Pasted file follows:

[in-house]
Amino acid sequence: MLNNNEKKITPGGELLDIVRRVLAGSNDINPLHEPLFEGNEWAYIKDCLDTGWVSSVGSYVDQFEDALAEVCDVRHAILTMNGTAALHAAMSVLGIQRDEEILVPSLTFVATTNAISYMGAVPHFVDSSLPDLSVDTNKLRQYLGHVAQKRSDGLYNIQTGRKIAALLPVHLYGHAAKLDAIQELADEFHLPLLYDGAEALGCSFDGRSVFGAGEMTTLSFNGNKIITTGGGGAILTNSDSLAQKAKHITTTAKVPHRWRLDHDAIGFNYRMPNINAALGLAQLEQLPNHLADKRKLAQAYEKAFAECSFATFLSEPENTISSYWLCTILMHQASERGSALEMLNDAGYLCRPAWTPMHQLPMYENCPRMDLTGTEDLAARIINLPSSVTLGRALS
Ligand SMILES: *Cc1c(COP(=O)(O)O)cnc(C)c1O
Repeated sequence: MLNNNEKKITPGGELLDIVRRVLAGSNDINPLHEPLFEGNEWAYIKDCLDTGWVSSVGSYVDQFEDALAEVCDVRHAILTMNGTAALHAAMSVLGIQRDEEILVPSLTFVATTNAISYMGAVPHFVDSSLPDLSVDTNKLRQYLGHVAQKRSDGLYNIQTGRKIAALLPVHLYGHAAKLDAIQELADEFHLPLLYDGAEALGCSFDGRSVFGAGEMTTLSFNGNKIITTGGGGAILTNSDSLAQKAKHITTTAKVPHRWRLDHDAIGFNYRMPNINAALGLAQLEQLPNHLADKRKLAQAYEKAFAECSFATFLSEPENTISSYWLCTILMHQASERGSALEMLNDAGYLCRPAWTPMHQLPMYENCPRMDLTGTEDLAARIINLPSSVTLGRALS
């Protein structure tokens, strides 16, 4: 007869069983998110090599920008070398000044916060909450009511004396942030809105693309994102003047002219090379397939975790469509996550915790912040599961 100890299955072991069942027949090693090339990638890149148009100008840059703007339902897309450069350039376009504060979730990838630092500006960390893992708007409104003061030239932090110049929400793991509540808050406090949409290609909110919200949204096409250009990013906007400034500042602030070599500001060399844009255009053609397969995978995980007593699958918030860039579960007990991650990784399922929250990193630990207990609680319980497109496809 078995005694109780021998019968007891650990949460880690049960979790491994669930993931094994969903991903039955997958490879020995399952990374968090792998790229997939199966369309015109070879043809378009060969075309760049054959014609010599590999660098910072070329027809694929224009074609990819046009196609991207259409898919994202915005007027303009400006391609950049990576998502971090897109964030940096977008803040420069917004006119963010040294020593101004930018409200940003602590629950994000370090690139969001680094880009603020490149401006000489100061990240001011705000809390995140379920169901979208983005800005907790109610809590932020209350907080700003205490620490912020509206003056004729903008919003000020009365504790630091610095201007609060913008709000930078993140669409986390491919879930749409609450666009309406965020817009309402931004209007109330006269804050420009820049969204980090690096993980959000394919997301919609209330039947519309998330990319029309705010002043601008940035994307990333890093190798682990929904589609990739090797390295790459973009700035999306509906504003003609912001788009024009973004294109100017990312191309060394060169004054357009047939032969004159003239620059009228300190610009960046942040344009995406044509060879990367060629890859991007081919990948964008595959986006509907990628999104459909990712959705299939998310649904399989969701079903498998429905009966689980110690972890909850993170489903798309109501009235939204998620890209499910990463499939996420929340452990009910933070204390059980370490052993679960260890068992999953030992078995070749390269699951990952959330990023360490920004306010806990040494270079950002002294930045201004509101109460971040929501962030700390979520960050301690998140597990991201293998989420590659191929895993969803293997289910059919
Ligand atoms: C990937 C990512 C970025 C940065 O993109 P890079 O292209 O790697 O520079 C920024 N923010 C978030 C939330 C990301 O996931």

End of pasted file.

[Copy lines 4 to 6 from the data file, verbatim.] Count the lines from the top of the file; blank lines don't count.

Repeated sequence: MLNNNEKKITPGGELLDIVRRVLAGSNDINPLHEPLFEGNEWAYIKDCLDTGWVSSVGSYVDQFEDALAEVCDVRHAILTMNGTAALHAAMSVLGIQRDEEILVPSLTFVATTNAISYMGAVPHFVDSSLPDLSVDTNKLRQYLGHVAQKRSDGLYNIQTGRKIAALLPVHLYGHAAKLDAIQELADEFHLPLLYDGAEALGCSFDGRSVFGAGEMTTLSFNGNKIITTGGGGAILTNSDSLAQKAKHITTTAKVPHRWRLDHDAIGFNYRMPNINAALGLAQLEQLPNHLADKRKLAQAYEKAFAECSFATFLSEPENTISSYWLCTILMHQASERGSALEMLNDAGYLCRPAWTPMHQLPMYENCPRMDLTGTEDLAARIINLPSSVTLGRALS
């Protein structure tokens, strides 16, 4: 007869069983998110090599920008070398000044916060909450009511004396942030809105693309994102003047002219090379397939975790469509996550915790912040599961 100890299955072991069942027949090693090339990638890149148009100008840059703007339902897309450069350039376009504060979730990838630092500006960390893992708007409104003061030239932090110049929400793991509540808050406090949409290609909110919200949204096409250009990013906007400034500042602030070599500001060399844009255009053609397969995978995980007593699958918030860039579960007990991650990784399922929250990193630990207990609680319980497109496809 078995005694109780021998019968007891650990949460880690049960979790491994669930993931094994969903991903039955997958490879020995399952990374968090792998790229997939199966369309015109070879043809378009060969075309760049054959014609010599590999660098910072070329027809694929224009074609990819046009196609991207259409898919994202915005007027303009400006391609950049990576998502971090897109964030940096977008803040420069917004006119963010040294020593101004930018409200940003602590629950994000370090690139969001680094880009603020490149401006000489100061990240001011705000809390995140379920169901979208983005800005907790109610809590932020209350907080700003205490620490912020509206003056004729903008919003000020009365504790630091610095201007609060913008709000930078993140669409986390491919879930749409609450666009309406965020817009309402931004209007109330006269804050420009820049969204980090690096993980959000394919997301919609209330039947519309998330990319029309705010002043601008940035994307990333890093190798682990929904589609990739090797390295790459973009700035999306509906504003003609912001788009024009973004294109100017990312191309060394060169004054357009047939032969004159003239620059009228300190610009960046942040344009995406044509060879990367060629890859991007081919990948964008595959986006509907990628999104459909990712959705299939998310649904399989969701079903498998429905009966689980110690972890909850993170489903798309109501009235939204998620890209499910990463499939996420929340452990009910933070204390059980370490052993679960260890068992999953030992078995070749390269699951990952959330990023360490920004306010806990040494270079950002002294930045201004509101109460971040929501962030700390979520960050301690998140597990991201293998989420590659191929895993969803293997289910059919
Ligand atoms: C990937 C990512 C970025 C940065 O993109 P890079 O292209 O790697 O520079 C920024 N923010 C978030 C939330 C990301 O996931």